Inheritance and Design Question

Andre Engels andreengels at gmail.com
Thu May 28 07:53:17 CEST 2009


On Wed, May 27, 2009 at 9:58 PM, imageguy <imageguy1206 at gmail.com> wrote:
> I have an object the I would like to use as a base class.  Some of the
> methods I would like to override completely, but others I would simply
> like to call the base class method and use the return value in the
> child method.  The purpose here is to eliminate the duplication of
> valuable code in the parent, when I really just need the child to
> operate of a results of the parent.
>
> Consider the following two classes;
>
> class Parent(object):
>    def process(self, value):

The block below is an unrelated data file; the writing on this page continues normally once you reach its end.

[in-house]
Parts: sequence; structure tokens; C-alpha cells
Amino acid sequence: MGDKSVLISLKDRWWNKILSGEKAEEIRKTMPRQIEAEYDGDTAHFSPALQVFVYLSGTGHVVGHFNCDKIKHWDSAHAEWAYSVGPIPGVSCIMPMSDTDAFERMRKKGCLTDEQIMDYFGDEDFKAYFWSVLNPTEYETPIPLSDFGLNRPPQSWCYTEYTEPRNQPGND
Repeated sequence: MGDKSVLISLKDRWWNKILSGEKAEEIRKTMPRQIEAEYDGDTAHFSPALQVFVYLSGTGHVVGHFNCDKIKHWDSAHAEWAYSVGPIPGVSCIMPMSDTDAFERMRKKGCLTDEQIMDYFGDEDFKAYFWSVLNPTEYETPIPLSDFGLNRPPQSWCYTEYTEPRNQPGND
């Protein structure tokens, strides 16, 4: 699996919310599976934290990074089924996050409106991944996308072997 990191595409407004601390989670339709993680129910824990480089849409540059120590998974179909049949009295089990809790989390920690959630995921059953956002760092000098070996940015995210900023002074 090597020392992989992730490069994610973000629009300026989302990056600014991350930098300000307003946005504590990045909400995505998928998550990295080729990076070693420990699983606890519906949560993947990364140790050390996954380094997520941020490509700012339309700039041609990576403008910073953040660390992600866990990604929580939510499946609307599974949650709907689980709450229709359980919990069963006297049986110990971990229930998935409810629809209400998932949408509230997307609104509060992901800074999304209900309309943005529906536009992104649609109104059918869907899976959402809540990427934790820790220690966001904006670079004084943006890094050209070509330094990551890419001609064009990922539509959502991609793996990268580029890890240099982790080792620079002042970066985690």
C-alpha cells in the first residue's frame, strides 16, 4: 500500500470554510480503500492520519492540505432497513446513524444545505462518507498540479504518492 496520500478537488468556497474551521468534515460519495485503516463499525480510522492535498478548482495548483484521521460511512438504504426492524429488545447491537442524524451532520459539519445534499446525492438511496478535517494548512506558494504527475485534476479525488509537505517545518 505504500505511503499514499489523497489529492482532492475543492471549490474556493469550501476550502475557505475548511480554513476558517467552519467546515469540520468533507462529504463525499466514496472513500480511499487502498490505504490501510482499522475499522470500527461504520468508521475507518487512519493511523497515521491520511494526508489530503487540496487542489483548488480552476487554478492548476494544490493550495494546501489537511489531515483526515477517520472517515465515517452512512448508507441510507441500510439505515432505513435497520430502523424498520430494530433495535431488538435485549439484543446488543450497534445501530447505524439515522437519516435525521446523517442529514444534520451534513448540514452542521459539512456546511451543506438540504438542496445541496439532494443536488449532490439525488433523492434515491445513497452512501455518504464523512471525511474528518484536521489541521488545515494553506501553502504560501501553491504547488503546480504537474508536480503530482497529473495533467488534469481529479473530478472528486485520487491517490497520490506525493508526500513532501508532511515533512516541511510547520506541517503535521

>        retval = "Parent.result('%s')" % value
>        return retval
>
> class Child(Parent):
>    def __init__(self):
>        Parent.__init__(self)
>
>    def process(self, value):
>        retval = "Child.result('%s')" % super(Child, self).process
> (value)
>        return retval
>
> So ....
>
> foo = Child()
> print foo.process('the value')
>>> Child.result('Parent.result('the value')')
>
> IS there another pattern or idiom that would accomplish this?
> This seems a bit 'smelly' to me.  Also seems almost the inverse of
> decorators, but I am not sure decorators would be appropriate in this
> case.

I think I would split out the calculation into two methods in this case:

class Parent(object):
    def process_essential(self,value):
        retval = "Parent.result('%s')" % value
        return retval

    def processs(self,value):
        return process_essential(value)

class Child(Parent):
    def process(self,value):
        retval = "Child.result('%s')" % process_essential(value)
        return retval


-- 
André Engels, andreengels at gmail.com



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